Saturday, 31 May 2014

Goodbye Vietnam!

After two relaxing days in Hanoi, we left for to Halong Bay which is another spectacle in Vietnam. It is a UNESCO world heritage listed natural wonder that  includes 1,600 islands forming a magnificent seascape of limestone pillars. We booked a two day tour through our hotel. Our junk boat from the White Dolphin Cruises turned out to be quite fancy. I would advise booking a tour with a reputable company as there has been incidents of sinking boats in the past. 

Ha Long Bay

After lunch on the boat, we visited a floating village by kayaks where the whole community leaves on water. They have their own floating school and market and live without any contact to the land.  It was incredible to see this kind of lifestyle. If you easily get seasick, this village is definitely not an option for you.

Kids from floating village
Kayaking around the limestone rock formations was a unique experience. You can easily lose track of time in these serene waters. When we got back to the boat, the food was almost ready. During dinner, we met our new friends, Marie from France who lives in Hong Kong and Ajit from India who lives in Singapore. They gave us excellent tips for the countries we will be visiting next. It is amazing to see many people leaving their homes behind to follow their dreams in different countries. I feel that we live in a global village where anywhere can be home. 

The sleep quality on the boat was better than expected. We managed to get a decent 8 hours of sleep. It was beautiful to wake up on the quiet waters of Halong Bay. After a guided tour of the Sung Sot Cave, it was time to head back to the mainland. Overall, the trip was very quick but spectacular. Although it is very touristy and crowded with many junk boats, Halong Bay is still a must do in Vietnam.

Dinner with Ngoc and Ha
Upon returning to Hanoi and picking up our luggage from the hotel, we went straight to the train station to catch an overnight train to Sapa. If you travel a long time, it becomes essential to consider opportunities such as overnight buses or trains that saves time and money. On the train, we met a nice couple from Hanoi, Ha and Ngoc who got married a couple of days ago. They were on a short honeymoon. Next evening, they invited us for dinner and prepared delicious authentic Vietnamese culinary. It was great to meet this lovely couple. We still keep in touch with them and recently, Ngoc happily told me that they are expecting their first baby. They were thrilled to share this wonderful news. I wish them all the very best for the future.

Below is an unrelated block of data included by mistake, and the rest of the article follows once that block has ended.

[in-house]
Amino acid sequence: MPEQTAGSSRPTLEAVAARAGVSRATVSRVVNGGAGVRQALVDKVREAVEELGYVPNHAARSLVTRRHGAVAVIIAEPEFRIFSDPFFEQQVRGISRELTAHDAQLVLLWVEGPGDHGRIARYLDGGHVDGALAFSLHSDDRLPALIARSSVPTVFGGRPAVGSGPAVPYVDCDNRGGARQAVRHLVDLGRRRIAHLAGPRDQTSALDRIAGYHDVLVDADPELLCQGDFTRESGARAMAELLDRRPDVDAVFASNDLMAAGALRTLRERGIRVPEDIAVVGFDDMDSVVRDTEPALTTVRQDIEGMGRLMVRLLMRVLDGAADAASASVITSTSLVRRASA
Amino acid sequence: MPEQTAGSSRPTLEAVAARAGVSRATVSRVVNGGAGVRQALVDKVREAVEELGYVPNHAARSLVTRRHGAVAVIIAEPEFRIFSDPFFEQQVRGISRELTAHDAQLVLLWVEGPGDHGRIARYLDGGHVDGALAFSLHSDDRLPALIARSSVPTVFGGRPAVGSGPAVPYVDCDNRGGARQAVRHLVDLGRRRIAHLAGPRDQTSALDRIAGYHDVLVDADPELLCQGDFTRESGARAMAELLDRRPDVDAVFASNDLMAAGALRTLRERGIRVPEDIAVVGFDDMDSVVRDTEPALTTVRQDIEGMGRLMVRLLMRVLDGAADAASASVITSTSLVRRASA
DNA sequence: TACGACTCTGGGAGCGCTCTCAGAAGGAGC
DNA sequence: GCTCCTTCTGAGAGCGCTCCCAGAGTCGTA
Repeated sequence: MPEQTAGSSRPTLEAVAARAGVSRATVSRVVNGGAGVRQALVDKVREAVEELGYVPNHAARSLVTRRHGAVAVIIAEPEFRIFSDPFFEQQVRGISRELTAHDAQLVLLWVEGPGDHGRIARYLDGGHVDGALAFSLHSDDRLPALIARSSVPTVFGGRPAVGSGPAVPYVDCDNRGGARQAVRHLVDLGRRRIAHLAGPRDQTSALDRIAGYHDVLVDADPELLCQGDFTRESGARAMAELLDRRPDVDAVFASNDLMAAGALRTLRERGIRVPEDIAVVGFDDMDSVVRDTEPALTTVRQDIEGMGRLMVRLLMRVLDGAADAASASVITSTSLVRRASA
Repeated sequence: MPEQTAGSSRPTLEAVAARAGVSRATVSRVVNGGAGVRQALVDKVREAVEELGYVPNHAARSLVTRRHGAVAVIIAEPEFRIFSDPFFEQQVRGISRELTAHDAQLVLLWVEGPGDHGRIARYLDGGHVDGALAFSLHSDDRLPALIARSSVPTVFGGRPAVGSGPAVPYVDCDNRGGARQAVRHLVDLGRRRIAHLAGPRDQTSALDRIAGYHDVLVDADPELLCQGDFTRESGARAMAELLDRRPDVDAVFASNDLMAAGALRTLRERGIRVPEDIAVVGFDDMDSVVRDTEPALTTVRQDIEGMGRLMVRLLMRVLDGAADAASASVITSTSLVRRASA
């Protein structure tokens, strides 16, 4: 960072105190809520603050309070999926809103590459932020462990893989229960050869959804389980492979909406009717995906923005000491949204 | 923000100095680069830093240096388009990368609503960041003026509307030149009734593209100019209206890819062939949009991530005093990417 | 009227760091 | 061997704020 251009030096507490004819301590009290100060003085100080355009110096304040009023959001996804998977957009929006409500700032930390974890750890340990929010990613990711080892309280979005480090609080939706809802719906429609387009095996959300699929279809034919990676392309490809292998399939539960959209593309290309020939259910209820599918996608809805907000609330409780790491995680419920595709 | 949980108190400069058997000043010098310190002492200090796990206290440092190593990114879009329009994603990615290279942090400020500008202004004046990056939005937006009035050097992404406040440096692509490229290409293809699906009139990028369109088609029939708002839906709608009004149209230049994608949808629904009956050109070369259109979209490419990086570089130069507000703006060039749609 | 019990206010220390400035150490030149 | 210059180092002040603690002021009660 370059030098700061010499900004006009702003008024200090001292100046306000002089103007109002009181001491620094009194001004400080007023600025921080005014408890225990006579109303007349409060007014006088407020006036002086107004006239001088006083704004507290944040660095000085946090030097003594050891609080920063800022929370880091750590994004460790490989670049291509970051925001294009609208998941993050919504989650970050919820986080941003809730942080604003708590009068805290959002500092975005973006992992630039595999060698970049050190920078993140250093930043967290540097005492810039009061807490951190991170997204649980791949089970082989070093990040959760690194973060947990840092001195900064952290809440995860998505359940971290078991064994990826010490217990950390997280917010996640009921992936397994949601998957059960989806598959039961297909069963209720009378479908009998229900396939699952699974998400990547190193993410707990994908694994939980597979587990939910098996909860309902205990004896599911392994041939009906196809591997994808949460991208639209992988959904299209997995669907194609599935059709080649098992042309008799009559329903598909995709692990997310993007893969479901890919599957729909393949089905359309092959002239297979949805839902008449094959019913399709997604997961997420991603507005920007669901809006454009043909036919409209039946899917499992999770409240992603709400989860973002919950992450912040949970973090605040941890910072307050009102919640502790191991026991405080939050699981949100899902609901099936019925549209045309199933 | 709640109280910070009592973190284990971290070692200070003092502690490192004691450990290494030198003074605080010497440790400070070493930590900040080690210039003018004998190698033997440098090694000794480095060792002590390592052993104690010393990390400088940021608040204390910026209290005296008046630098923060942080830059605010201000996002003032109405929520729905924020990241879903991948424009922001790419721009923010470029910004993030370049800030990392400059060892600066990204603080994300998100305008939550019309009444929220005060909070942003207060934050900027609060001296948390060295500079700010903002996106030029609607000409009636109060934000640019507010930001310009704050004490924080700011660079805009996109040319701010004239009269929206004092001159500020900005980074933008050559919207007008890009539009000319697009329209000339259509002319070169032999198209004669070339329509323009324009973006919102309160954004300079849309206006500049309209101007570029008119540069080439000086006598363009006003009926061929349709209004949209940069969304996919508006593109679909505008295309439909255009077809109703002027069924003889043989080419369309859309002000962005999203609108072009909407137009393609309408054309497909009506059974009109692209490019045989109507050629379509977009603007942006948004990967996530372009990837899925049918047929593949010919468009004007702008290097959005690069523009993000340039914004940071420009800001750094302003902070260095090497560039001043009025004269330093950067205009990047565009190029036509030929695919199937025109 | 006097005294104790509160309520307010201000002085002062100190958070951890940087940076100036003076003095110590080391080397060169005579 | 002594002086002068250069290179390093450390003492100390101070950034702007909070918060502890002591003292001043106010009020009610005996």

Sapa is located in the northwest of Vietnam and is famous for its’ stunning natural beauty. It is home of various ethnic minorities such as H’mong, Dao, Tay and Giay.

Children of Sapa
During one of our treks to a nearby village, we met Sam who became our tour guide for the next day. She was a young mother of a one year old baby. She carried her on her back all the time which is a tradition. To get extra i income, these ethnic women try to convince you to do a tour with them. Hiring them as guides really helps these minority groups and you get to find out about their lifestyle as they often take you to their villages. It is always a good idea to have some food with you, such as nuts if you visit these small villages around Sapa. You come across to many children and it makes their day when you offer them something to eat. Please keep in mind that there is no dentist in these villages, so natural food only!